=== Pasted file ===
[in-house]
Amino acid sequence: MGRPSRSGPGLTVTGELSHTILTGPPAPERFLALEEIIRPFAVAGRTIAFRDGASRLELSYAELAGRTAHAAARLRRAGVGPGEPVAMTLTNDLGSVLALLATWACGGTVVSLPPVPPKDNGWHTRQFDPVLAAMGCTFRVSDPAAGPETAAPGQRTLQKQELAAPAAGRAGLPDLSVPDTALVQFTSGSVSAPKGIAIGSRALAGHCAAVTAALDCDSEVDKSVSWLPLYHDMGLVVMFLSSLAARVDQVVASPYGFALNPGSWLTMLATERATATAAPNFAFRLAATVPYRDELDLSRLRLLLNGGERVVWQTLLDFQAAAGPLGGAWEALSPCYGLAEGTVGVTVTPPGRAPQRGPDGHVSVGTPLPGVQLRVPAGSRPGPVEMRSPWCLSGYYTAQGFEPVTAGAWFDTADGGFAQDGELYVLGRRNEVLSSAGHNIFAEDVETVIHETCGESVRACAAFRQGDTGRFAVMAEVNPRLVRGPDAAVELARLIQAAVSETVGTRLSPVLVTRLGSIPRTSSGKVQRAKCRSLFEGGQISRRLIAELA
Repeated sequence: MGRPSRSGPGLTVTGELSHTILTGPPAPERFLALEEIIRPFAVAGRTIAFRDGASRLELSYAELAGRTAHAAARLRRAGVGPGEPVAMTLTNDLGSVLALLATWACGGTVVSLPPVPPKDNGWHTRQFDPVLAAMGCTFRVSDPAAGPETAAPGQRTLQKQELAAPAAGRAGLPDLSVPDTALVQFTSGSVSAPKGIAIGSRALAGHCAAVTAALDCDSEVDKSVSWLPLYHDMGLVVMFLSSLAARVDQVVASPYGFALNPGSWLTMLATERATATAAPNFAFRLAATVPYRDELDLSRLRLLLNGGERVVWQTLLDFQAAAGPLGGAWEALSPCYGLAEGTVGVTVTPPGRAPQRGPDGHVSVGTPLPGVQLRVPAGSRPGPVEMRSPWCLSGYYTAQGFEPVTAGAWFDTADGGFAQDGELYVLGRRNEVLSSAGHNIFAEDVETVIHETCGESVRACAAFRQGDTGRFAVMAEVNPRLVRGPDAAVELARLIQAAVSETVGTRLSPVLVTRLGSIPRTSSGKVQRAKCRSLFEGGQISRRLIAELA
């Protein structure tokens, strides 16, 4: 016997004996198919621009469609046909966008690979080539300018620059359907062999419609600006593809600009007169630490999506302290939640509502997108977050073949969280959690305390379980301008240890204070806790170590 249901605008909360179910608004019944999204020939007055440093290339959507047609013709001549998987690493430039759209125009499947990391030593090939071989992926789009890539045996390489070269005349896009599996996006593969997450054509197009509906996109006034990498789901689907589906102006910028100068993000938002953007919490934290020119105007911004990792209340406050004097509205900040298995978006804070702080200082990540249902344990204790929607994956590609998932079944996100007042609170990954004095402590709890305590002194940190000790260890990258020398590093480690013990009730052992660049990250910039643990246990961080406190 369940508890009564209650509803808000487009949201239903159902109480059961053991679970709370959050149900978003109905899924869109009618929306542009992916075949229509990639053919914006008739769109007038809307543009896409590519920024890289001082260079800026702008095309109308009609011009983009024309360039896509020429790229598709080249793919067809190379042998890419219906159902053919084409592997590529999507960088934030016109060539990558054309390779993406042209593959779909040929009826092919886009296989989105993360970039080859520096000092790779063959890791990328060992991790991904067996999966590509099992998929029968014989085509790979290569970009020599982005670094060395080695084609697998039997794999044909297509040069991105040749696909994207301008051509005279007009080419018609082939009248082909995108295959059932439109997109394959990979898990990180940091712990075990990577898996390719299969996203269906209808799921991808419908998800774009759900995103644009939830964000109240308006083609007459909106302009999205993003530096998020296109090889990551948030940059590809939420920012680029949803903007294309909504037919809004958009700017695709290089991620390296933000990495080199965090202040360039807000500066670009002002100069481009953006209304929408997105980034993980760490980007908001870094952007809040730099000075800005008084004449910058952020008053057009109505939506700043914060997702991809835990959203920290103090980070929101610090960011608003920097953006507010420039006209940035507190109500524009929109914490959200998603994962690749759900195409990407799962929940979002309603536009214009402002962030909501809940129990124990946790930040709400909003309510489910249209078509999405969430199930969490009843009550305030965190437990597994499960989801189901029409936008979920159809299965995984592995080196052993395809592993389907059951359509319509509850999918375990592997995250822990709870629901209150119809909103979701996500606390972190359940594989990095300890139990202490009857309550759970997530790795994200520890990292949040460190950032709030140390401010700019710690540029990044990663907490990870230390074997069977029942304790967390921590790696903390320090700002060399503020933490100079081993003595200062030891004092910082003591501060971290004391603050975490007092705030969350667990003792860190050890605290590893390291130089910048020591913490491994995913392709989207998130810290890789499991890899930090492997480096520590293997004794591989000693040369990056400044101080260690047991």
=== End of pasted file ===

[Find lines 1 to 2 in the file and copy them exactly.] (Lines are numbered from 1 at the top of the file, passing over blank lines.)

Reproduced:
[in-house]
Amino acid sequence: MGRPSRSGPGLTVTGELSHTILTGPPAPERFLALEEIIRPFAVAGRTIAFRDGASRLELSYAELAGRTAHAAARLRRAGVGPGEPVAMTLTNDLGSVLALLATWACGGTVVSLPPVPPKDNGWHTRQFDPVLAAMGCTFRVSDPAAGPETAAPGQRTLQKQELAAPAAGRAGLPDLSVPDTALVQFTSGSVSAPKGIAIGSRALAGHCAAVTAALDCDSEVDKSVSWLPLYHDMGLVVMFLSSLAARVDQVVASPYGFALNPGSWLTMLATERATATAAPNFAFRLAATVPYRDELDLSRLRLLLNGGERVVWQTLLDFQAAAGPLGGAWEALSPCYGLAEGTVGVTVTPPGRAPQRGPDGHVSVGTPLPGVQLRVPAGSRPGPVEMRSPWCLSGYYTAQGFEPVTAGAWFDTADGGFAQDGELYVLGRRNEVLSSAGHNIFAEDVETVIHETCGESVRACAAFRQGDTGRFAVMAEVNPRLVRGPDAAVELARLIQAAVSETVGTRLSPVLVTRLGSIPRTSSGKVQRAKCRSLFEGGQISRRLIAELA